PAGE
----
New generations of thigh panels and driver head surrounds for ovals will be incorporated in the Dallara chassis for the 2015 Verizon IndyCar Series season, and INDYCAR continues to evaluate additional updates with driver safety the main priority.
The fourth-generation chassis enters its fourth year of competition on the most diverse set of racetracks in motorsports with a twist. Aerodynamic bodywork kits supplied by manufacturers Chevrolet and Honda will debut in the Firestone Grand Prix of St. Petersburg on March 27-29.
A modification of the headrest surround for road and street courses to reduce the low G force levels usually seen on bumpy street circuits when the driver’s helmet buffets the headrest was introduced for 2014. Similar construction, utilizing three different density layers of Confor foam, will be utilized for the oval headrest surround.
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“With the help of Dallara, we found a rubberized material to replace the Kevlar covering for the oval spec headrest,” said Jeff Horton, INDYCAR’s director of engineering/safety. “As the Kevlar gets painted and repaired from cracks, it gets harder and doesn’t work as well. The rubberized covering stays flexible and supports Velcro, so the extra headrest pads that drivers like to use will come off easily.”
The road/street course headrest has a Nomex covering, and Horton said either that material or the rubberized cover can be used on road/street courses. Both headrests use Expanded Polypropylene (EPP), an engineered plastic foam material also used in molding driver seats, behind the driver’s head.
Not so rigid thigh panels introduced
Interior panels of EPP sandwiched by carbon fiber on both sides of the cockpit will provide additional protection to the driver’s thighs and pelvis.
“The design allows more support at low lateral Gs, but in an accident situation allows it to collapse to give the drivers some compliance side to side,” said Horton, noting that the new Indy Lights Presented by Cooper Tires car was designed with this update.
Pockets for anti-roll bar adjuster handles, located just behind the dashboard bulkhead, have been incorporated in both panels. Previously, both anti-roll bar adjusters were on the driver’s left side.
“What that did was put a hard point right where the driver’s leg is,” Horton said. “For this year we’ve split the roll bar handles. The left controls the rear and the forward control will be on the right.”
For 2014, carbon fiber panels were bonded to the exterior and interior sides of the cockpit supplement the Xylon anti-intrusion panels introduced in 2008 to increase the chassis’ side impact integrity. Additionally, a carbon fiber reinforcement ring was added to increase the structural integrity of the cockpit opening.
Hole in the floor
A modified chassis undertray will be incorporated for all events this season as a companion to aero kits to dramatically reduce the incidence of the car becoming airborne in accident situations.
Surface area was reduced by cutting out triangle-shaped sections on either side of the cockpit. The modification has been vetted through high-speed, on-track testing.
Steering damper testing continues
Testing of a hydraulic system to reduce the travel rate of the steering wheel in an accident situation progressed in 2014 from drivers providing feedback from on-track, non-accident situations of prototypes to crash testing.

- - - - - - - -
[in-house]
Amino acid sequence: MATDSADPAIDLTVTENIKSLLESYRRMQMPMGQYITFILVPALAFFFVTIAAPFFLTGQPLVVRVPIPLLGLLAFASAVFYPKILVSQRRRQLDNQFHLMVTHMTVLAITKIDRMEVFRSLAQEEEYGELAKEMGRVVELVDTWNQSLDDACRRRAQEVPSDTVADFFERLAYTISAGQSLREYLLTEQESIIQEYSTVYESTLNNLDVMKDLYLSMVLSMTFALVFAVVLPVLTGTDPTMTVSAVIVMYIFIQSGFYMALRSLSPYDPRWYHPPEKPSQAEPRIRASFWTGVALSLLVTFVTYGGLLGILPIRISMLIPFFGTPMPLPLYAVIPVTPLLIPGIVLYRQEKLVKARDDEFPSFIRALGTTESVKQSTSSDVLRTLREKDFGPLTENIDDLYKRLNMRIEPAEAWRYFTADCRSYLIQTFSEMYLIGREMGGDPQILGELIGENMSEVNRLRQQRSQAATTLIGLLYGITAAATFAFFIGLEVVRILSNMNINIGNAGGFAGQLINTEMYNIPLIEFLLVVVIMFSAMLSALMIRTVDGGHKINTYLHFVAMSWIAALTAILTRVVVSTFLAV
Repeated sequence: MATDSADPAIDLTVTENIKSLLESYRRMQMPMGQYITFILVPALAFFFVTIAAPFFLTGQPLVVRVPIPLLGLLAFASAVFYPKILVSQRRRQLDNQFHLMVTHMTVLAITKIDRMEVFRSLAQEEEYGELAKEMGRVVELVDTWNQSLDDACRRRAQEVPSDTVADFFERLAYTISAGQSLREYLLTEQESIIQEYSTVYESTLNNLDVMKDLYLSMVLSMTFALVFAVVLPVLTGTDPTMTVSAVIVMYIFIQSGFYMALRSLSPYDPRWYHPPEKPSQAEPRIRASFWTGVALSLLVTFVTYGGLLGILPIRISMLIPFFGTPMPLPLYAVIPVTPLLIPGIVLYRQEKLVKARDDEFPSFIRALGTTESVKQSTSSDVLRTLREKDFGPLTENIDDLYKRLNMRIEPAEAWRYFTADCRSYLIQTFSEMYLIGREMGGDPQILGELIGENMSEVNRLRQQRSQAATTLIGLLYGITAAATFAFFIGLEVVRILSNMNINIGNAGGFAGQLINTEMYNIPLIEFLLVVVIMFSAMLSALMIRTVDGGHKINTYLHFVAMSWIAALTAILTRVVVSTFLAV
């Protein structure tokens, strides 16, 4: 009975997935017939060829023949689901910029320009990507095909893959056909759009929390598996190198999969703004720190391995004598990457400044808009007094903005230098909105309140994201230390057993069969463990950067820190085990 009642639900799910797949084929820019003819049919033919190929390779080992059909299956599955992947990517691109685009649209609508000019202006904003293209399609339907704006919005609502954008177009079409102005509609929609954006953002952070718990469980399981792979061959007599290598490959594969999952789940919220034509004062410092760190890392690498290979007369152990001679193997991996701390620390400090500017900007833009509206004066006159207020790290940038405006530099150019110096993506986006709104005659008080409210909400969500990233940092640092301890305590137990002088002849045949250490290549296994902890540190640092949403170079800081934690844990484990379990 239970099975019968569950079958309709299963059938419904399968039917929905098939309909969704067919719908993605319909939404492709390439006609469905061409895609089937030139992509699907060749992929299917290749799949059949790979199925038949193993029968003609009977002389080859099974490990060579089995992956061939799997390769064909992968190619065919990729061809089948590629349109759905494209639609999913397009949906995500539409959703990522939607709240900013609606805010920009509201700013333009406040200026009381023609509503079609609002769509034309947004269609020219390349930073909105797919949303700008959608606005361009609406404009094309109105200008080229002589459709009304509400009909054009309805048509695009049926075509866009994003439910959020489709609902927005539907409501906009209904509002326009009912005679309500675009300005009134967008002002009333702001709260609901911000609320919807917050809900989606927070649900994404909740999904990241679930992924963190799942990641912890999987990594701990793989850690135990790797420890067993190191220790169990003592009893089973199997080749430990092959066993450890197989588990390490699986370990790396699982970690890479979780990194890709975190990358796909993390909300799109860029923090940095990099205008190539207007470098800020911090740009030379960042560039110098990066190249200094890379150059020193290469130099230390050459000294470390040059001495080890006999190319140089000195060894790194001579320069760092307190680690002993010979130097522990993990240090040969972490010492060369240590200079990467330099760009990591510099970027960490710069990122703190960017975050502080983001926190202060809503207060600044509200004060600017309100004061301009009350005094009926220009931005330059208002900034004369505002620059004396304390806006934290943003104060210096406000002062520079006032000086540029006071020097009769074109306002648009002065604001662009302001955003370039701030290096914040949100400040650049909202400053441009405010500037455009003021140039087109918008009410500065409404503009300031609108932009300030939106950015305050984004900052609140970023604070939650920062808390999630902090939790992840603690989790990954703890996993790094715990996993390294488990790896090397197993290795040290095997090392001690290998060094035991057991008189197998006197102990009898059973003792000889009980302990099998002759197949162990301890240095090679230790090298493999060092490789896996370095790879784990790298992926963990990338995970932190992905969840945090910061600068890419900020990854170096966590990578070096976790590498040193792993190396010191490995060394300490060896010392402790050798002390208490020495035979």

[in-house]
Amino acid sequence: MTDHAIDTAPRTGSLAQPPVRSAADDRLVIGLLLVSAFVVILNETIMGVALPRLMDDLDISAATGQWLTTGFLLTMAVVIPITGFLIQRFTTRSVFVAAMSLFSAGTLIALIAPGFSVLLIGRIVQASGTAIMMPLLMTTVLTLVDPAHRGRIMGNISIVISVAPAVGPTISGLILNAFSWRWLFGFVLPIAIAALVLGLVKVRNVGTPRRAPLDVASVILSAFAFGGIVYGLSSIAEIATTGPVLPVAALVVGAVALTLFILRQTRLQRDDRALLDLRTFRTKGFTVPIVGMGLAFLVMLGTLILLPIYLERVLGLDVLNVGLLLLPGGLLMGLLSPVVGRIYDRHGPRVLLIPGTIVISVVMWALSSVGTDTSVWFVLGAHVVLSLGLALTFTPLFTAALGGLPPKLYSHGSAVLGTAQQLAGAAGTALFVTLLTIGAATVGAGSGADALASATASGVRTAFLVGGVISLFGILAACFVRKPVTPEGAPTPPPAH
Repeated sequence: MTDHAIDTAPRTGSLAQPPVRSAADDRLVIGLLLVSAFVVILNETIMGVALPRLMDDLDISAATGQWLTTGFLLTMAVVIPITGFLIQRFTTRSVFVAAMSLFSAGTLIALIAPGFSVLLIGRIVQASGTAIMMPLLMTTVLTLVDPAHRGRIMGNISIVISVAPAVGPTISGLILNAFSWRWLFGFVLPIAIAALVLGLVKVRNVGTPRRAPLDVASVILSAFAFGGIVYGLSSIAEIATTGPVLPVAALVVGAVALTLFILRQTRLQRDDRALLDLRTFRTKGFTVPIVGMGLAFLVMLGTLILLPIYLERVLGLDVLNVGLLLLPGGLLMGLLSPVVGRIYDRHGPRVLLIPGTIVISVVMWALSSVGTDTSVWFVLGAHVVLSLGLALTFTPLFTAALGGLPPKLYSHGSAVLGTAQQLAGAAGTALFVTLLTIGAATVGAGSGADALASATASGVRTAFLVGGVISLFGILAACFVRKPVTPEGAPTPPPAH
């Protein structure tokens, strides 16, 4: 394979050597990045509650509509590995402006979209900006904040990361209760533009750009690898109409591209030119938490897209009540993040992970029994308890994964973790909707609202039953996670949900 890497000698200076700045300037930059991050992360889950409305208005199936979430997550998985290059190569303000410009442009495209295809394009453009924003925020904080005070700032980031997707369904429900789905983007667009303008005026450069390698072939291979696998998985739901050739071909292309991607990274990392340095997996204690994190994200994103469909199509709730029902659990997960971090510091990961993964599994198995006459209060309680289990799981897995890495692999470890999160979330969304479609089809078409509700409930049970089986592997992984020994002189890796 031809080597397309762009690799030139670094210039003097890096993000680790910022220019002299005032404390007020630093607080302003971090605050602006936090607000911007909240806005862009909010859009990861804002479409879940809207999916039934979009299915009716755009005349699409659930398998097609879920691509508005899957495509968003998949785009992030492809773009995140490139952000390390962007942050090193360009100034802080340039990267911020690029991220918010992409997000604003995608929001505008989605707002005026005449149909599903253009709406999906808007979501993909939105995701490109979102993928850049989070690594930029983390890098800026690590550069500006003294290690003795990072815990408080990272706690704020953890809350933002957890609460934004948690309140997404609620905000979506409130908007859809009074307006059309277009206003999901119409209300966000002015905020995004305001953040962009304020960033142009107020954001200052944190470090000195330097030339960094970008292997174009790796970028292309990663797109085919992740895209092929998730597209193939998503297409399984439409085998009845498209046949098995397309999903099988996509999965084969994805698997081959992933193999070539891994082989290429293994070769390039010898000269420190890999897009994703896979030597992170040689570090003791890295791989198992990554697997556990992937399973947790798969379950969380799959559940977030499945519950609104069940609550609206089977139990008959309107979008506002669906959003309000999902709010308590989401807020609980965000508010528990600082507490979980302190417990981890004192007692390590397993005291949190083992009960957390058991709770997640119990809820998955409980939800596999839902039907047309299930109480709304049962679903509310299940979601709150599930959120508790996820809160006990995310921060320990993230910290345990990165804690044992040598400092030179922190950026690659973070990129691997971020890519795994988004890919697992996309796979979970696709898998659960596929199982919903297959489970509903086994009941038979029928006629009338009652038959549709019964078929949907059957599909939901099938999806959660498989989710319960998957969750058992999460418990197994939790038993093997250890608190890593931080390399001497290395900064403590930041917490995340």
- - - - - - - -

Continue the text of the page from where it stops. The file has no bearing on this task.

This week, Horton and INDYCAR medical consultant Dr. Terry Trammell put the latest iteration of the system to crash sled testing at the Center for Advanced Product Evaluation in Westfield, Ind.
A study conducted by Trammell concluded that because of the violent rotation of the steering wheel – most often in accident situations on road and street courses – injuries occur when either the hand comes off the wheel and is hit by one of the knobs on the wheel or when a finger/thumb gets caught in the steering wheel and is rotated too far.
“One of the potential solutions we’ve looked at is a steering damper, which basically is a shock mounted on the steering rack and pinion setup so any shock or excessive movement by the tire, which is transmitted through the track rod into the steering rack with the pinion ratio, makes the steering wheel move at an extremely high rate,” Horton said.
“It’s a difficult project because there are a lot of forces involved that have to be slowed down and diminished very quickly. Our target is to limit the rotation in the first 50 to 150 milliseconds to 90 degrees or less. That is a range in which a driver’s hands normally move, which shouldn’t put them out of position enough to cause an injury. In our study, 2,000 degrees per second relates to 6 or 7 inch per second on the rack.”
A proven system could be implemented toward the end of the season.
Potential fin for debris deflection
A carbon fiber fin attached to the chassis forward of the cockpit is being evaluated as a potential deflector of track debris, according the INDYCAR technical director Kevin Blanch.
Verizon IndyCar Series drivers have provided feedback on line of sight with multiple iterations – one and side-by-side fins – in the Dallara simulator and on the Indianapolis Motor Speedway oval this fall.
“We’ll get additional feedback in testing as we develop,” Blanch said. “It could be an option in the future to hopefully redirect debris.”
Examination of potential solutions has been ongoing since May when James Hinchcliffe was struck in the helmet by a piece of debris during the Grand Prix of Indianapolis. Some drivers, such as Josef Newgarden, Helio Castroneves (left) and Simon Pagenaud, use short wind screens, but they aren't intended to deflect debris.